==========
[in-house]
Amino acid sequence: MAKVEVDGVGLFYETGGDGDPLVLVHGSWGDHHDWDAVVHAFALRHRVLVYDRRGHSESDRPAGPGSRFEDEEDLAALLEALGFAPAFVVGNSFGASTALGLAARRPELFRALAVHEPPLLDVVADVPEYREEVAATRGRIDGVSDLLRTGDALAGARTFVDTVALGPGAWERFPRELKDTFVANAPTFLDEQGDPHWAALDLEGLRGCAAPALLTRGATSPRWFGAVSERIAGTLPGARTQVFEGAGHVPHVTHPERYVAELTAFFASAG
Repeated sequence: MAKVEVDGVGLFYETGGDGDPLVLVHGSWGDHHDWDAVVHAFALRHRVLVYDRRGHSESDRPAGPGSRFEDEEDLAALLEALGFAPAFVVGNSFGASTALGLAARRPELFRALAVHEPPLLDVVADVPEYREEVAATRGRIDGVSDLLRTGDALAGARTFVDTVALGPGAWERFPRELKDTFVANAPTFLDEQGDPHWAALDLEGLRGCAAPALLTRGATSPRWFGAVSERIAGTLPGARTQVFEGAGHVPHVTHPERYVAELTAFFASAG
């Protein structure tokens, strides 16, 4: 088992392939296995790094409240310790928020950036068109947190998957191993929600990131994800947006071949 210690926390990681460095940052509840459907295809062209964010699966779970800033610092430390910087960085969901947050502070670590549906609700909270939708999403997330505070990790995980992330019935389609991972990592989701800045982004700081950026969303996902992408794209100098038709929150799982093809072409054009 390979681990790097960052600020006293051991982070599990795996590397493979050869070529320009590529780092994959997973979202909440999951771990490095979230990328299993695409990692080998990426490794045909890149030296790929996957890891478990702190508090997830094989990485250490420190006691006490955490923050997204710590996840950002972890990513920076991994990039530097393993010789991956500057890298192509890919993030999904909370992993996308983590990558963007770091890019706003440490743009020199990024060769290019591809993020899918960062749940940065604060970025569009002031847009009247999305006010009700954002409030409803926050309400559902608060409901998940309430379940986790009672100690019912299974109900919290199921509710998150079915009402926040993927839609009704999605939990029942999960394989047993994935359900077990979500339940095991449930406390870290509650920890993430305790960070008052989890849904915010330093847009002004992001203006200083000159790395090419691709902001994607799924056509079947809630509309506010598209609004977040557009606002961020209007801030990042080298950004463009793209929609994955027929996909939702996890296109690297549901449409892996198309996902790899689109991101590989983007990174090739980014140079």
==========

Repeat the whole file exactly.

[in-house]
Amino acid sequence: MAKVEVDGVGLFYETGGDGDPLVLVHGSWGDHHDWDAVVHAFALRHRVLVYDRRGHSESDRPAGPGSRFEDEEDLAALLEALGFAPAFVVGNSFGASTALGLAARRPELFRALAVHEPPLLDVVADVPEYREEVAATRGRIDGVSDLLRTGDALAGARTFVDTVALGPGAWERFPRELKDTFVANAPTFLDEQGDPHWAALDLEGLRGCAAPALLTRGATSPRWFGAVSERIAGTLPGARTQVFEGAGHVPHVTHPERYVAELTAFFASAG
Repeated sequence: MAKVEVDGVGLFYETGGDGDPLVLVHGSWGDHHDWDAVVHAFALRHRVLVYDRRGHSESDRPAGPGSRFEDEEDLAALLEALGFAPAFVVGNSFGASTALGLAARRPELFRALAVHEPPLLDVVADVPEYREEVAATRGRIDGVSDLLRTGDALAGARTFVDTVALGPGAWERFPRELKDTFVANAPTFLDEQGDPHWAALDLEGLRGCAAPALLTRGATSPRWFGAVSERIAGTLPGARTQVFEGAGHVPHVTHPERYVAELTAFFASAG
């Protein structure tokens, strides 16, 4: 088992392939296995790094409240310790928020950036068109947190998957191993929600990131994800947006071949 210690926390990681460095940052509840459907295809062209964010699966779970800033610092430390910087960085969901947050502070670590549906609700909270939708999403997330505070990790995980992330019935389609991972990592989701800045982004700081950026969303996902992408794209100098038709929150799982093809072409054009 390979681990790097960052600020006293051991982070599990795996590397493979050869070529320009590529780092994959997973979202909440999951771990490095979230990328299993695409990692080998990426490794045909890149030296790929996957890891478990702190508090997830094989990485250490420190006691006490955490923050997204710590996840950002972890990513920076991994990039530097393993010789991956500057890298192509890919993030999904909370992993996308983590990558963007770091890019706003440490743009020199990024060769290019591809993020899918960062749940940065604060970025569009002031847009009247999305006010009700954002409030409803926050309400559902608060409901998940309430379940986790009672100690019912299974109900919290199921509710998150079915009402926040993927839609009704999605939990029942999960394989047993994935359900077990979500339940095991449930406390870290509650920890993430305790960070008052989890849904915010330093847009002004992001203006200083000159790395090419691709902001994607799924056509079947809630509309506010598209609004977040557009606002961020209007801030990042080298950004463009793209929609994955027929996909939702996890296109690297549901449409892996198309996902790899689109991101590989983007990174090739980014140079």